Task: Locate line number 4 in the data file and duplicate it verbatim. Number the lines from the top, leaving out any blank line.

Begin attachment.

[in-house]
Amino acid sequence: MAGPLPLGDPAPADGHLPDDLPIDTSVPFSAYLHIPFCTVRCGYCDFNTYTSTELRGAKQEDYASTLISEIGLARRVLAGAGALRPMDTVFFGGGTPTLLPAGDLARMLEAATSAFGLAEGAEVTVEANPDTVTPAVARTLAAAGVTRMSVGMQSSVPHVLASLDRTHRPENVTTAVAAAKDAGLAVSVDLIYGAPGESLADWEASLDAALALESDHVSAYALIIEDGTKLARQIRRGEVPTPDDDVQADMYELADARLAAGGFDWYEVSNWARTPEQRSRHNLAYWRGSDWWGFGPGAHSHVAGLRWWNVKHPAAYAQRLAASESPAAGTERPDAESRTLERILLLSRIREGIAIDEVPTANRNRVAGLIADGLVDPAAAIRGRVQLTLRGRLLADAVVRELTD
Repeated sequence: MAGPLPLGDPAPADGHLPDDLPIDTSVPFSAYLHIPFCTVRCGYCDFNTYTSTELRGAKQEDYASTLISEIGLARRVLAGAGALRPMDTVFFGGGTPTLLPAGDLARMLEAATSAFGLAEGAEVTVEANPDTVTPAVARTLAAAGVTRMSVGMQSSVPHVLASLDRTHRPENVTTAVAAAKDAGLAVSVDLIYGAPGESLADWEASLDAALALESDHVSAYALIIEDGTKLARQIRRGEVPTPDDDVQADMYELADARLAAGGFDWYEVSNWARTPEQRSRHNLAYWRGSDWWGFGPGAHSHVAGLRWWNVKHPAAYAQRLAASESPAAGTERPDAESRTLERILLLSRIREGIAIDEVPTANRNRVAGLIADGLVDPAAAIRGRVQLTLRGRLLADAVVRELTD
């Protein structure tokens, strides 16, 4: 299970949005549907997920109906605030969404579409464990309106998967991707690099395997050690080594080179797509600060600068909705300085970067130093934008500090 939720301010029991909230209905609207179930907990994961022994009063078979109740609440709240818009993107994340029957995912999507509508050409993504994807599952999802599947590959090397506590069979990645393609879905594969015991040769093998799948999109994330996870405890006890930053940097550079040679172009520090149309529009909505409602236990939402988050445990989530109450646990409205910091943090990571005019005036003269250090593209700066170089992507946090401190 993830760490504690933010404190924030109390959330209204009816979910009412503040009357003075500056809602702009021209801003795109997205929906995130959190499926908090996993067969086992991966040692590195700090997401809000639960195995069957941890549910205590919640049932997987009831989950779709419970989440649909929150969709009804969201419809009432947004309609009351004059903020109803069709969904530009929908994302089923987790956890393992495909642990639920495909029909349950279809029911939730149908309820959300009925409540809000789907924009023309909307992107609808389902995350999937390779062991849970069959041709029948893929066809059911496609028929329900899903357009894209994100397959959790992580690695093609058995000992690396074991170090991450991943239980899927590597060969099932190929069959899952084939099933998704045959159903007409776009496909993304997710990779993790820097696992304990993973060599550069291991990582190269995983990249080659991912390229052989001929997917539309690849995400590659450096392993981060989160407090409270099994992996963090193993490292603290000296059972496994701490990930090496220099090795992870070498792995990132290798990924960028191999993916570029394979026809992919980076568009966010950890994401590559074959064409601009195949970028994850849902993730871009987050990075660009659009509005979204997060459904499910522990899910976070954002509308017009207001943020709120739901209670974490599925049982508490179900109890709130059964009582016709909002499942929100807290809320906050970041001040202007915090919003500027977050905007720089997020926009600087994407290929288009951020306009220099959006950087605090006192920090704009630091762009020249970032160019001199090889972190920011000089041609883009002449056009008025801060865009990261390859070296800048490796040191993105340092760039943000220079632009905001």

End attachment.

């Protein structure tokens, strides 16, 4: 299970949005549907997920109906605030969404579409464990309106998967991707690099395997050690080594080179797509600060600068909705300085970067130093934008500090 939720301010029991909230209905609207179930907990994961022994009063078979109740609440709240818009993107994340029957995912999507509508050409993504994807599952999802599947590959090397506590069979990645393609879905594969015991040769093998799948999109994330996870405890006890930053940097550079040679172009520090149309529009909505409602236990939402988050445990989530109450646990409205910091943090990571005019005036003269250090593209700066170089992507946090401190 993830760490504690933010404190924030109390959330209204009816979910009412503040009357003075500056809602702009021209801003795109997205929906995130959190499926908090996993067969086992991966040692590195700090997401809000639960195995069957941890549910205590919640049932997987009831989950779709419970989440649909929150969709009804969201419809009432947004309609009351004059903020109803069709969904530009929908994302089923987790956890393992495909642990639920495909029909349950279809029911939730149908309820959300009925409540809000789907924009023309909307992107609808389902995350999937390779062991849970069959041709029948893929066809059911496609028929329900899903357009894209994100397959959790992580690695093609058995000992690396074991170090991450991943239980899927590597060969099932190929069959899952084939099933998704045959159903007409776009496909993304997710990779993790820097696992304990993973060599550069291991990582190269995983990249080659991912390229052989001929997917539309690849995400590659450096392993981060989160407090409270099994992996963090193993490292603290000296059972496994701490990930090496220099090795992870070498792995990132290798990924960028191999993916570029394979026809992919980076568009966010950890994401590559074959064409601009195949970028994850849902993730871009987050990075660009659009509005979204997060459904499910522990899910976070954002509308017009207001943020709120739901209670974490599925049982508490179900109890709130059964009582016709909002499942929100807290809320906050970041001040202007915090919003500027977050905007720089997020926009600087994407290929288009951020306009220099959006950087605090006192920090704009630091762009020249970032160019001199090889972190920011000089041609883009002449056009008025801060865009990261390859070296800048490796040191993105340092760039943000220079632009905001």